[Marxism] Review of The Black Jacobins by CLR James

Jurriaan Bendien bendien at tomaatnet.nl
Mon Mar 1 03:58:36 MST 2004

In 1789 the French colony of Saint Domingue was the most profitable real
estate in the world. These profits came at a price: while its sugar
plantations supplied two-thirds of France's overseas trade, they also
stimulated the greatest individual market for the slave trade. The slaves
were brutally treated and died in great numbers, prompting a never-ending
influx of new slaves.
The French Revolution sent waves all the way across the Atlantic, dividing
the colony's white population in 1791. The elites remained royalist, while
the bourgeoisie embraced the revolutionary ideals. The slaves seized the
moment and in the confusion rebelled en masse against their owners. The
Haitian Slave Revolt had begun. When it ended in 1803, Saint Domingue had
become Haiti, the first independent nation in the Caribbean.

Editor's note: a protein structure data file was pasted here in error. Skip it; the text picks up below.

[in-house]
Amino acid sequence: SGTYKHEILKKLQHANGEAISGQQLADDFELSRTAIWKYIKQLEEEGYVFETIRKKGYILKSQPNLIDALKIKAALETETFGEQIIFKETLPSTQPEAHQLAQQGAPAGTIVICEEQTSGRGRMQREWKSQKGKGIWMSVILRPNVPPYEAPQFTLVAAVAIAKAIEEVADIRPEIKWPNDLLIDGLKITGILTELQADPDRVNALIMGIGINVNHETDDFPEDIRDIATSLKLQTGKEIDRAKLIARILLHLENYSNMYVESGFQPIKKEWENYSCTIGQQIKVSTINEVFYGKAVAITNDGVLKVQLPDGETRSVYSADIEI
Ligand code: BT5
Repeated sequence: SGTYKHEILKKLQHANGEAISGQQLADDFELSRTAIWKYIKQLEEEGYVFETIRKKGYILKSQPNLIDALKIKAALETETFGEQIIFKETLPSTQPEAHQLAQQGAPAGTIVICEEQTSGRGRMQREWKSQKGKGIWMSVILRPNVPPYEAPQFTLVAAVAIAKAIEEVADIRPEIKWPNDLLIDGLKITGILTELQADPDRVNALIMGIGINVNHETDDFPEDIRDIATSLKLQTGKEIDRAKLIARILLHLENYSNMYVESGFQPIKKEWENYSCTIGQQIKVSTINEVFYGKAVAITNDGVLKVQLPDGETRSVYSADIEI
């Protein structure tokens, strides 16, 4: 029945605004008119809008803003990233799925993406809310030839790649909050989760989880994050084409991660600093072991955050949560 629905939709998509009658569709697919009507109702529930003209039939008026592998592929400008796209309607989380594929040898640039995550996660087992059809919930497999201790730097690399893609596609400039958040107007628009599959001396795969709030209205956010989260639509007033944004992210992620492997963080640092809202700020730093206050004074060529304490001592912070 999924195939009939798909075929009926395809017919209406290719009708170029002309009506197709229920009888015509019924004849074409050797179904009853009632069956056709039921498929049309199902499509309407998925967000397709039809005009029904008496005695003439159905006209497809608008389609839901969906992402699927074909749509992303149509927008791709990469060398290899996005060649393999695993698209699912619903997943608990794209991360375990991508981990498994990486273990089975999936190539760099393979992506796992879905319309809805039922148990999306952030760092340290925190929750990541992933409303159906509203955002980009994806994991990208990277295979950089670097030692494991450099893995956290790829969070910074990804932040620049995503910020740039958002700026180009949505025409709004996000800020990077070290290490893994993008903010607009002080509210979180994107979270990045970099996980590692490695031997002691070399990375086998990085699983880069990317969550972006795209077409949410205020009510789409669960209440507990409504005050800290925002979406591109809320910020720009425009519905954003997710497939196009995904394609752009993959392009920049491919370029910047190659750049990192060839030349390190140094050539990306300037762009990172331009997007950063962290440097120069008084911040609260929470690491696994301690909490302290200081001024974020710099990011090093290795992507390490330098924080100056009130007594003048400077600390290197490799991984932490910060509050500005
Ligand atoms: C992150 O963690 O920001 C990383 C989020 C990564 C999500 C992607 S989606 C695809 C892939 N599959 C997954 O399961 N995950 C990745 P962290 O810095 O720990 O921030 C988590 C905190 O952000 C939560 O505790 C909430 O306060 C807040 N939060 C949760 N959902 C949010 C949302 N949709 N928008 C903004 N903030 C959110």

C.L.R. James tells the story of the revolt and the events leading up to it
in his masterpiece, The Black Jacobins. James's personal beliefs infuse his
narrative: in his preface to a 1962 edition of the book, he asserts that ,
when written in 1938, it was "intended to stimulate the coming emancipation
of Africa." James writes passionately about the horrific lives of the slaves
and of the man who rose up and led them--a semiliterate slave named
François-Dominique Toussaint L'Ouverture. As James notes, however,
"Toussaint did not make the revolution. It was the revolution that made

With its appendix, "From Toussaint L'Ouverture to Fidel Castro," The Black
Jacobins provides an excellent window into the Haitian Revolution and the
worldwide repercussions it caused. --Sunny Delaney


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